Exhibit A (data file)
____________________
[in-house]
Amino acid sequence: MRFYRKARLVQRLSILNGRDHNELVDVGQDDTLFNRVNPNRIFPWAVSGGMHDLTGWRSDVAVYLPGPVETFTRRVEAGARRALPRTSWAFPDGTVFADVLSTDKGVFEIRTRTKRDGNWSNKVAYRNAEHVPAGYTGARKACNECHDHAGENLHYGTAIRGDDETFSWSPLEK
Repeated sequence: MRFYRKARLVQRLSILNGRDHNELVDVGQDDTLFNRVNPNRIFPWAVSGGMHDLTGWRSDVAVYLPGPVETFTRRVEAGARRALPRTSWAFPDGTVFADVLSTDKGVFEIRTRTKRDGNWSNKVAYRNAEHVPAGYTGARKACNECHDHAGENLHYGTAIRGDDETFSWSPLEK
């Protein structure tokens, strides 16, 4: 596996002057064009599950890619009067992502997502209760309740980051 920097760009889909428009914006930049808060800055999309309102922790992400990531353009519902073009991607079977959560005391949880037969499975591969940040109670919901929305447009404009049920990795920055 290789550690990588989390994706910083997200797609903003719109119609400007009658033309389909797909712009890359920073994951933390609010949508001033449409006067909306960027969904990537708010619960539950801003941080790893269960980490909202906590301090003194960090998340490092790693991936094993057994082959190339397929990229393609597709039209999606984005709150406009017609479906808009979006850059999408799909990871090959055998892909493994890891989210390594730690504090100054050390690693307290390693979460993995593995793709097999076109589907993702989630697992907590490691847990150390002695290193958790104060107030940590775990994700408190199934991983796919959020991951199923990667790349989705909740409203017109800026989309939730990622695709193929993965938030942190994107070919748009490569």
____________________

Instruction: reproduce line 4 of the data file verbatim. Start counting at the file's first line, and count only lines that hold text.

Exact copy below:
């Protein structure tokens, strides 16, 4: 596996002057064009599950890619009067992502997502209760309740980051 920097760009889909428009914006930049808060800055999309309102922790992400990531353009519902073009991607079977959560005391949880037969499975591969940040109670919901929305447009404009049920990795920055 290789550690990588989390994706910083997200797609903003719109119609400007009658033309389909797909712009890359920073994951933390609010949508001033449409006067909306960027969904990537708010619960539950801003941080790893269960980490909202906590301090003194960090998340490092790693991936094993057994082959190339397929990229393609597709039209999606984005709150406009017609479906808009979006850059999408799909990871090959055998892909493994890891989210390594730690504090100054050390690693307290390693979460993995593995793709097999076109589907993702989630697992907590490691847990150390002695290193958790104060107030940590775990994700408190199934991983796919959020991951199923990667790349989705909740409203017109800026989309939730990622695709193929993965938030942190994107070919748009490569």